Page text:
Social media is finally being understood as just another channel to market, and not an entirely new beast that marketers have to deal with. Brainstorm tried to find out just how well it’s understood, asking the industry: is social media a valuable weapon in the marketing arsenal or just another toy for the kids?* Social media is one of the most powerful weapons in today’s marketing mix, a fundamental shift in the way we behave and communicate, transforming the way we live and do business. Traditionally, marketers controlled the conversation with consumers – a monologue with the consumer through mainstream media. Marketers now have dialogues with consumers who interact with your brand/product or service and give you insights in real time. Every marketer should be using social media to engage with consumers, building sincere, trusting relationships and monitoring conversations to gain insight into consumer needs. This critical marketing tool is no toy.
Michelle Branco, executive head: marketing, Vodacom Business
* One of the reasons many brands have become disillusioned with social media is that they are not leveraging it correctly. Social media is a channel for strategic customer relationship management. Yet many businesses have outsourced social networking interactions to a public relations agency or junior member of staff, who is not empowered from either a messaging or knowledge perspective. Organisations should be treating it more strategically and aligning it closely with their other marketing and customer service channels. That doesn’t mean they should over-invest in social media, but should manage it as a part of their marketing strategy.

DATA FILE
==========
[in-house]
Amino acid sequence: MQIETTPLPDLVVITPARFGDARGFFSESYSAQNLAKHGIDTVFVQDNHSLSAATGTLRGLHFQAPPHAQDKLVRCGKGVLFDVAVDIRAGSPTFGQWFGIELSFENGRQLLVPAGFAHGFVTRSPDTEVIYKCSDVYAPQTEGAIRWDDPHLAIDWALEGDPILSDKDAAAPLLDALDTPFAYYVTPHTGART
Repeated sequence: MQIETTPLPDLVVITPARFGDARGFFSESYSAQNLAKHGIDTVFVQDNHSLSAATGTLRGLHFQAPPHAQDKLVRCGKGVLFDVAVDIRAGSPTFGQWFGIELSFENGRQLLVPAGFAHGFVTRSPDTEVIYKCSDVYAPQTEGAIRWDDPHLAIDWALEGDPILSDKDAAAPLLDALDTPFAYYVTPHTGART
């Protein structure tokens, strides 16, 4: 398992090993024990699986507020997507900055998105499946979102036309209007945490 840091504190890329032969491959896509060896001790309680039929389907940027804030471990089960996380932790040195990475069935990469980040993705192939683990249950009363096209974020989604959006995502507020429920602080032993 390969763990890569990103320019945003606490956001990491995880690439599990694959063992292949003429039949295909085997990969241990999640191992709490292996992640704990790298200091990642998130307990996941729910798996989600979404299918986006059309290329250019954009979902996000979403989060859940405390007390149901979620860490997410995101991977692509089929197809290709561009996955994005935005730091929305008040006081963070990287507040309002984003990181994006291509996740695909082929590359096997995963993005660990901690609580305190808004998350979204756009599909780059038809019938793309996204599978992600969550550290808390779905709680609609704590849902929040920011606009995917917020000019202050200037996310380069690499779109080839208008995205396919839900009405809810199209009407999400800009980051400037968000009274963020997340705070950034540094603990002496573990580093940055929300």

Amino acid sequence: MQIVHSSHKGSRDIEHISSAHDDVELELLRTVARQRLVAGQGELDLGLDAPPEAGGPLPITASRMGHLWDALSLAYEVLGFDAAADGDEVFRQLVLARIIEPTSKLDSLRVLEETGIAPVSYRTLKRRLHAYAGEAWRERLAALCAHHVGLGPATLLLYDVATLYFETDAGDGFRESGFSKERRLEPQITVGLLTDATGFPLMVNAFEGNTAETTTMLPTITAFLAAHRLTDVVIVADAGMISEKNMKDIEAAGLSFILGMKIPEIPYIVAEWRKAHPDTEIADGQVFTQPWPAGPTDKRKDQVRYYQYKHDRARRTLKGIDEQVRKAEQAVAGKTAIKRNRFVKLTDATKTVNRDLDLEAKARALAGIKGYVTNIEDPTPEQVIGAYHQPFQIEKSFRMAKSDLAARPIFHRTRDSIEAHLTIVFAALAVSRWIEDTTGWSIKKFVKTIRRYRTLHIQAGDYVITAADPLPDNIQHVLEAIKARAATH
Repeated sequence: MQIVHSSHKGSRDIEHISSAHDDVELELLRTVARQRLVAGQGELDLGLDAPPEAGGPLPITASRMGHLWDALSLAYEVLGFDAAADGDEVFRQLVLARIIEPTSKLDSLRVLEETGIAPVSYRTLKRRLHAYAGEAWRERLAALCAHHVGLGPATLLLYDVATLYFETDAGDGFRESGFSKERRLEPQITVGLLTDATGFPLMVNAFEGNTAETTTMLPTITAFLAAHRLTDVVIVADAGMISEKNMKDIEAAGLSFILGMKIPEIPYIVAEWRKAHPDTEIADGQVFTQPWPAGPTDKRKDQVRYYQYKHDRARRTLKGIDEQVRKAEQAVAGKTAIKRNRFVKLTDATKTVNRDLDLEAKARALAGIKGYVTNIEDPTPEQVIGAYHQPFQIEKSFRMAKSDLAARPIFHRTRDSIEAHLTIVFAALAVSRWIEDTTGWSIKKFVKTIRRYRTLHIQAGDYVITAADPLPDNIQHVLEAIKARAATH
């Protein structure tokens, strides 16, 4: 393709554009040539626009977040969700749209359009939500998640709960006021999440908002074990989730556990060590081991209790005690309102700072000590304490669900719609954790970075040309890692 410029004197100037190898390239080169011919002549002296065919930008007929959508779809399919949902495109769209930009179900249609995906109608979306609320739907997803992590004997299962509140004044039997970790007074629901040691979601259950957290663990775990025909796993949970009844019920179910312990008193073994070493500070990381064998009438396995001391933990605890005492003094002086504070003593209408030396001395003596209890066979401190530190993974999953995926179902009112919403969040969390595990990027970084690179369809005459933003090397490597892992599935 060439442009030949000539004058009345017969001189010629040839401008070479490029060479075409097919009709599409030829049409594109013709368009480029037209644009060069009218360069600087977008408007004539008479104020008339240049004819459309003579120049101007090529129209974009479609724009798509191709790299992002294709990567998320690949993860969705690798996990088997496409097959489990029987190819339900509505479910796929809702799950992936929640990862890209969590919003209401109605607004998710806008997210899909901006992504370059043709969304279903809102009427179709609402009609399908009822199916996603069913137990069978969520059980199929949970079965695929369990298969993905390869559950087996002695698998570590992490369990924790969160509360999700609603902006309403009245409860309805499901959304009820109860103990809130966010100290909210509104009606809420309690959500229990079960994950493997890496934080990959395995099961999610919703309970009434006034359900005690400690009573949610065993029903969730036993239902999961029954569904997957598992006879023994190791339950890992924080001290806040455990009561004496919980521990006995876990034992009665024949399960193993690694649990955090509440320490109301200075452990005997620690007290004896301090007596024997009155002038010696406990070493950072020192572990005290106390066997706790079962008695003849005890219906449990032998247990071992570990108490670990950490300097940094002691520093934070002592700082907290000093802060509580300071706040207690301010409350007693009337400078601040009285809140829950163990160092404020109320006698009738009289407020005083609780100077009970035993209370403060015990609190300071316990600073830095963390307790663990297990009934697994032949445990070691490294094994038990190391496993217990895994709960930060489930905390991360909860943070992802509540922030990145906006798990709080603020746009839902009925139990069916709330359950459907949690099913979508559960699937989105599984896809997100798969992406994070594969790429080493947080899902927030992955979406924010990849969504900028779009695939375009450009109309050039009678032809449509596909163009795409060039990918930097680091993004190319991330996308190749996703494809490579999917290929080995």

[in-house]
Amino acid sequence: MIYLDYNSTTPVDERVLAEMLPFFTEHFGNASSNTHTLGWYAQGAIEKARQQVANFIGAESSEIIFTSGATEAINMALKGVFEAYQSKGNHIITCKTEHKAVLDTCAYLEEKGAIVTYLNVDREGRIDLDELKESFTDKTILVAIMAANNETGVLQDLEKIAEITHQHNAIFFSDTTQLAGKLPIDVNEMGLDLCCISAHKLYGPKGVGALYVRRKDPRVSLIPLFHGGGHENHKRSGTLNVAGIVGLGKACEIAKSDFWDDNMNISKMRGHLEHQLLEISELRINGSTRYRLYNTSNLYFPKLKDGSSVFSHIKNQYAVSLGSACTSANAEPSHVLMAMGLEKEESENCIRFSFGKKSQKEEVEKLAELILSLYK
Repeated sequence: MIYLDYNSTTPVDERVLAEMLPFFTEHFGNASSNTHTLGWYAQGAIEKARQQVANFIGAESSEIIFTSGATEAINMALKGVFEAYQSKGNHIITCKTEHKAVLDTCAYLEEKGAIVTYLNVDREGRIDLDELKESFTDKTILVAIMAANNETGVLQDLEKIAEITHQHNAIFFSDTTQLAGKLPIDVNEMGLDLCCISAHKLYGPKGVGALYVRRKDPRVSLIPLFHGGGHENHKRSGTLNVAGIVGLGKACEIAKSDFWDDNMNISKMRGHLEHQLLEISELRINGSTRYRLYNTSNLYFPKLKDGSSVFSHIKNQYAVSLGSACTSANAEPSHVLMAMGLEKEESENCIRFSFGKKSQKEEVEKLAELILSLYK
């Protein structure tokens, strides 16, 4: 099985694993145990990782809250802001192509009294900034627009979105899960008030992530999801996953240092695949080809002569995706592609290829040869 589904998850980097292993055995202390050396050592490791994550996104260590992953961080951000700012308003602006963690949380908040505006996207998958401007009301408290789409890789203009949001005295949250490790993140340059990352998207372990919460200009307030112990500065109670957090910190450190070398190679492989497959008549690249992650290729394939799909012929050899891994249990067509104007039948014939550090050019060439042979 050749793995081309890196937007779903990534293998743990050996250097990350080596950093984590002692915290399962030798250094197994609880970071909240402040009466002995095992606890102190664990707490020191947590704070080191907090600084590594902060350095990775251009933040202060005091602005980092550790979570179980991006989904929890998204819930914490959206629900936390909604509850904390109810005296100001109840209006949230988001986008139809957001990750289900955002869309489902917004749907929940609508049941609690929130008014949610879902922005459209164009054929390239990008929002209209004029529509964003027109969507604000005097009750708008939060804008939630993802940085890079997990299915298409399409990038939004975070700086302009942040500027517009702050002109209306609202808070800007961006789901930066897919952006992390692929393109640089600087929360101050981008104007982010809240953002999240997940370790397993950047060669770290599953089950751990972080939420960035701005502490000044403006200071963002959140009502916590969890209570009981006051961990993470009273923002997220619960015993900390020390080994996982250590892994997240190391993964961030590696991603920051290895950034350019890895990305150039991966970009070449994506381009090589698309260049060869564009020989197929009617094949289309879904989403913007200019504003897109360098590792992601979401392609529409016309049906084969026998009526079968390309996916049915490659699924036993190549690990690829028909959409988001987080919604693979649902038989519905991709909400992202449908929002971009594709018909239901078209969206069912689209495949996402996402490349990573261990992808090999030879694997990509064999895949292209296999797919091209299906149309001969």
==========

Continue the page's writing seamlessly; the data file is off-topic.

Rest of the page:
Richard Mullins, director, Acceleration
* Social media can play a key role in the marketing mix of some companies and be totally unnecessary for others. It’s no longer about the technology as much as it is about the communication itself. The words ‘engagement’ and ‘conversation’ are thrown about like they are new terms. It’s back to the old-fashioned, over-the-counter conversation, where the greengrocer knows your needs. The only difference now is technology has enabled the virtual conversation to include a much larger audience. Authenticity is the trick; we all want to feel like we matter.
Ingrid Lotze, MD, Puruma Business Communications
* Given that many consumers don’t believe companies tell the truth when they advertise their products or services, and that the majority of consumers say they trust the recommendation of other consumers above advertising, social media has to watch its step as a marketing tool.
As with all other tools, the messages social media conveys must be relevant and – because only ten percent of the world’s consumers are active consumers of social media – unbiased, transparent and trustworthy for, if it fails to make an impression on those ten percent, it ends up missing the target completely.
The trick to utilising social media successfully as a marketing tool is to understand what the target market is looking for and where, and then using social media to address these needs in an appropriate manner. If sufficient thought and planning isn’t put into a brand’s, product’s or service’s social media strategy, it will simply remain a communication stream for those consumers – children, really – who are ‘native’ to the social media era and spot you a mile off.
Prakash Patel, head of Digital/Interactive, Draftfcb Johannesburg
* Wrong question. It’s clearly a valuable marketing weapon. The real question is: is social media a valuable tool for my kind of business? The answer is sometimes, ‘No’. The companies that can really make mileage out of it have close links between the social media team and senior management, where complaints, problems, comments and suggestions thrown out by people using social media channels can and will result in positive change, meaningful reaction or problem-resolution. If it’s just lip-service, there’s a good chance your social media platform will become a conversation forum for the people who are angry with you and want the world to know.
Roger Hislop, strategist, Sentient Communications